DOWNTOWN | By Erin Weaver
Just a hop, skip and a jump from campus (or a roughly 20 minute walk, depending on where you start trekking), downtown Eugene is home to some of the city’s most popular locales and colorful characters — and most expensive apartments. The area draws a diverse range of businesses ranging from cafés to dance halls to galleries, and it’s all grouped around the central hub of the LTD station, meaning that residents can enjoy the luxury of mobility in their very own “backyard.” Also crucial to keep in mind is the noise of the area, as living next to nightlife hotspots also means dealing with the sound they generate. For those who want the social perks of living downtown but don’t want to deal with the area’s hubbub, the neighborhoods surrounding Skinner’s Butte are just proxy to popular nightlife spots, but the apartments nestled at the bottom of the butte are known to be quieter than their more central cousins.
Apart from the immediate campus area, downtown Eugene has arguably the most diverse (and crowded) nightlife scene in the city and is packed with places that suit a wide range of interests. The bars and clubs of downtown often come in clusters, which means that touring a handful of them of them is often just a trip around the block.
Café by day and bar by night, The Barn Light on Willamette offers a casual-but-classy, super-cozy atmosphere to peruse their signature cocktail menu. The Cowfish Dance Club sits right around the corner for those who aren’t content just sitting around, and features day-to-day specials that highlight local DJs. For the more intellectually-inclined, the First National Taphouse is only a minute away and advertises Ninkasi-sponsored trivia every Tuesday along with their wide selection of brews from the Pacific Northwest.
Wander just two blocks further toward 7th and you’ll find HiFi Music Hall with their live music and daily 3-7pm happy hour menu. The venue features both local artists and acclaimed bands from elsewhere — much like the neighboring McDonald Theater back down Willamette. These are just a few of downtown’s popular locales, and they’re all within walking distance of each other.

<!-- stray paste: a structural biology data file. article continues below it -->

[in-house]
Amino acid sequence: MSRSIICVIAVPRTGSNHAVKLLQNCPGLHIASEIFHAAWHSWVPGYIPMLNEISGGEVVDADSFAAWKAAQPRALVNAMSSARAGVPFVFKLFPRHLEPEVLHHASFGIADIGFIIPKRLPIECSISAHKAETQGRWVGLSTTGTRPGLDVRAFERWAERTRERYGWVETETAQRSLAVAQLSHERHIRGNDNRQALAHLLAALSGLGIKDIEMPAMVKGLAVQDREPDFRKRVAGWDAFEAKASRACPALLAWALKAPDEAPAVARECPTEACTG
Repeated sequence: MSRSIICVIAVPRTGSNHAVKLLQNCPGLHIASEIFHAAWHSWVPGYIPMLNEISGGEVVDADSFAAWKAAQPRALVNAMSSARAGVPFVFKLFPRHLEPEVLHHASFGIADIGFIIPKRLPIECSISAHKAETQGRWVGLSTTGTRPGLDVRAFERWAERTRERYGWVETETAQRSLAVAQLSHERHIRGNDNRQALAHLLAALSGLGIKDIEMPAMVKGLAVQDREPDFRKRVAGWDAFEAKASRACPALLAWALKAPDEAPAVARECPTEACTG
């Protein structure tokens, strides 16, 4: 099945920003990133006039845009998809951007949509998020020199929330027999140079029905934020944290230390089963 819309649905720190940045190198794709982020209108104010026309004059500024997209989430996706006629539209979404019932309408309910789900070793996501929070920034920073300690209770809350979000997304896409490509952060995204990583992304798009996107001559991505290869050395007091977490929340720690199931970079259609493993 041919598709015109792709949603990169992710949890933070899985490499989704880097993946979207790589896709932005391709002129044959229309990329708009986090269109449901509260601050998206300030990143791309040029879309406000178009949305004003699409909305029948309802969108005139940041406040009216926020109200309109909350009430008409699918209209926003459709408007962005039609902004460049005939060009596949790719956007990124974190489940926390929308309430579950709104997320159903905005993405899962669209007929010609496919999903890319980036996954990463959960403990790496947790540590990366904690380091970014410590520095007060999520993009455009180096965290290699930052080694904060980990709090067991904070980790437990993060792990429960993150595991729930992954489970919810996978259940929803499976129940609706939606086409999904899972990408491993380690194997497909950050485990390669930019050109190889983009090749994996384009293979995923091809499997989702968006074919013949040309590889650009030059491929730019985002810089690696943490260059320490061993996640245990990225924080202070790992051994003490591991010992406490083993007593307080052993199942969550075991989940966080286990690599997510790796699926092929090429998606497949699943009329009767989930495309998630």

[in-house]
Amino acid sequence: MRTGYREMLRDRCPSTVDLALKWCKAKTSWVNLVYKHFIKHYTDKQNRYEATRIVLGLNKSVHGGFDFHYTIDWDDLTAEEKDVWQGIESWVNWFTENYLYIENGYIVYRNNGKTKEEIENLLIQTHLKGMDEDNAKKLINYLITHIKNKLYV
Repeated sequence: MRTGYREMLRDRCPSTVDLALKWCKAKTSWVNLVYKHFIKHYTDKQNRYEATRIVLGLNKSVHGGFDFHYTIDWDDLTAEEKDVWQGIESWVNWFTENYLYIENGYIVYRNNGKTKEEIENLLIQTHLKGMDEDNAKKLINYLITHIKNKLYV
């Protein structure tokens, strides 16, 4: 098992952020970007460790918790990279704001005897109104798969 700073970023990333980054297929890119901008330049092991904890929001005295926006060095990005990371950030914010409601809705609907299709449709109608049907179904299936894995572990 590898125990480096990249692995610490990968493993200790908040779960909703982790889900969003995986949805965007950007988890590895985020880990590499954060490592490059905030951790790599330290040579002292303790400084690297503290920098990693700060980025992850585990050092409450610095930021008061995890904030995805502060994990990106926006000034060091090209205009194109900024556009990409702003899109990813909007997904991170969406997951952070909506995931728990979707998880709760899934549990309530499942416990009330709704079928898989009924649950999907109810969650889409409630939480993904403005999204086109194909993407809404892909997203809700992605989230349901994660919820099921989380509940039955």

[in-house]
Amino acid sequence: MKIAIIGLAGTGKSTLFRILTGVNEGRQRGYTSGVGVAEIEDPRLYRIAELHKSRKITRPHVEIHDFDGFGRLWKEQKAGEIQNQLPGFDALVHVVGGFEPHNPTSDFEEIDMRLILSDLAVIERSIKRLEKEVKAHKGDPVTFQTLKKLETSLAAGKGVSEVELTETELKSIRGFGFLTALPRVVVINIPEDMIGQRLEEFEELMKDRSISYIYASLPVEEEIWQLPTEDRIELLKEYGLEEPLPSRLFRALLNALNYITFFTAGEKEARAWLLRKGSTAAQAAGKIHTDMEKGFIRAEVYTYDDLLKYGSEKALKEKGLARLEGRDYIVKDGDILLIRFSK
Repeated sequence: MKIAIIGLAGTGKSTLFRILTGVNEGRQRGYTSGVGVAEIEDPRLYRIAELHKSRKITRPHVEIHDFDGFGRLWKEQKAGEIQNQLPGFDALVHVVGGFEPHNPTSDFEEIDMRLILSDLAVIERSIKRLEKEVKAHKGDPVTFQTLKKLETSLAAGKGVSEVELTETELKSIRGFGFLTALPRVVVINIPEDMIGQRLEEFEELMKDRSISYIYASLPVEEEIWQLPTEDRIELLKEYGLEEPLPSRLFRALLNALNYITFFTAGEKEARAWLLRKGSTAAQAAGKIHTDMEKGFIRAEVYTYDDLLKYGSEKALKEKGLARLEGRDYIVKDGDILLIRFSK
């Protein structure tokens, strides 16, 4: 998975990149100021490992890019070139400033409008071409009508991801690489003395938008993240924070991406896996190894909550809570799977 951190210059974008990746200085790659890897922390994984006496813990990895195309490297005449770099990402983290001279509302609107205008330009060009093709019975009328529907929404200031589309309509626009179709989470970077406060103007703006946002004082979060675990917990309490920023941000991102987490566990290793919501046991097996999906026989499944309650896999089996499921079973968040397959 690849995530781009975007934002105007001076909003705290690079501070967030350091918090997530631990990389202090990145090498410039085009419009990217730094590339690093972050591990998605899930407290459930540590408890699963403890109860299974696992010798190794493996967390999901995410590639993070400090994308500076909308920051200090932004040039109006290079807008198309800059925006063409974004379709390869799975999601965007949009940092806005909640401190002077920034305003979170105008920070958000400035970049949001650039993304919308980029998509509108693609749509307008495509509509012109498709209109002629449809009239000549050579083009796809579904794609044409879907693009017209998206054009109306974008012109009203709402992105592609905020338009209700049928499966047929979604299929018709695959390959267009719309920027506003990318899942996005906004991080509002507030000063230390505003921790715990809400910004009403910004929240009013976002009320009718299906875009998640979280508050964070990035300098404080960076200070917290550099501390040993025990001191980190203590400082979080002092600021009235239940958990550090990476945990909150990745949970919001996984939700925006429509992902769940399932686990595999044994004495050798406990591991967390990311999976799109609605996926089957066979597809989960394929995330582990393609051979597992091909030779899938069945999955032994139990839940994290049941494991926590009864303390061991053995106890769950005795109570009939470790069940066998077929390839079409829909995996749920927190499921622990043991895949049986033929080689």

For all its perks, there’s one major downside to living downtown: the price. The two more popular apartment complexes of the area, 13th and Olive and Broadway Place, charge anywhere between $550 and $800 a month, and this often doesn’t include utilities. There are also some cheaper, smaller studios scattered around the district for those who feel location is more important than size.
WHITAKER | By Erin Weaver
In the past, the Whiteaker neighborhood (or “The Whit”) has been deemed a hippie hot spot and activism epicenter, an allure for anarchists everywhere. Now — while it’s still all those things — the district has flourished into a hub for Eugene art and culture and attracts a sizeable smattering of craft breweries and unique restaurants. Named after the first governor of Eugene, John Whiteaker, the neighborhood used to be considered a more seedy and crime-ridden part of the city and has seen much of Lane County’s political history; it was the gathering point for the Occupy Eugene movement, for example. Today, the Whit is rich in character and is, according to some residents, the epitome of “Eugene.” The neighborhood remains colorful and eclectic, home to a vibrant community and a huge array of local businesses that are some of the best (and most one-of-a-kind) the city has to offer.
Many of the establishments featured in any decent “Visit Eugene” guide are lined along the historic Blair Boulevard. The ultimate loop of Eugene’s most prominent craft breweries starts with Sam Bond’s Garage on Blair, swings up toward Ninkasi on Van Buren and Hop Valley on 1st, and bends back to Oakshire on Madison; each brewery is within a few blocks of each other, resulting in a 1.3 mile circle if you want to pop into each one (and why wouldn’t you?). The Whit is also home to some exceptional eateries: the Izakaya Meiji sushi company sits next to the crux of Blair and Van Buren and is open from 5pm ‘till 1am and features arguably the best sake menu in Eugene. Papa’s Soul Food Kitchen and BBQ, with its art-adorned walls and weekly live music, is just a block away, while the popular New Day Bakery and its home baked, locally-sourced goodies are right across the street.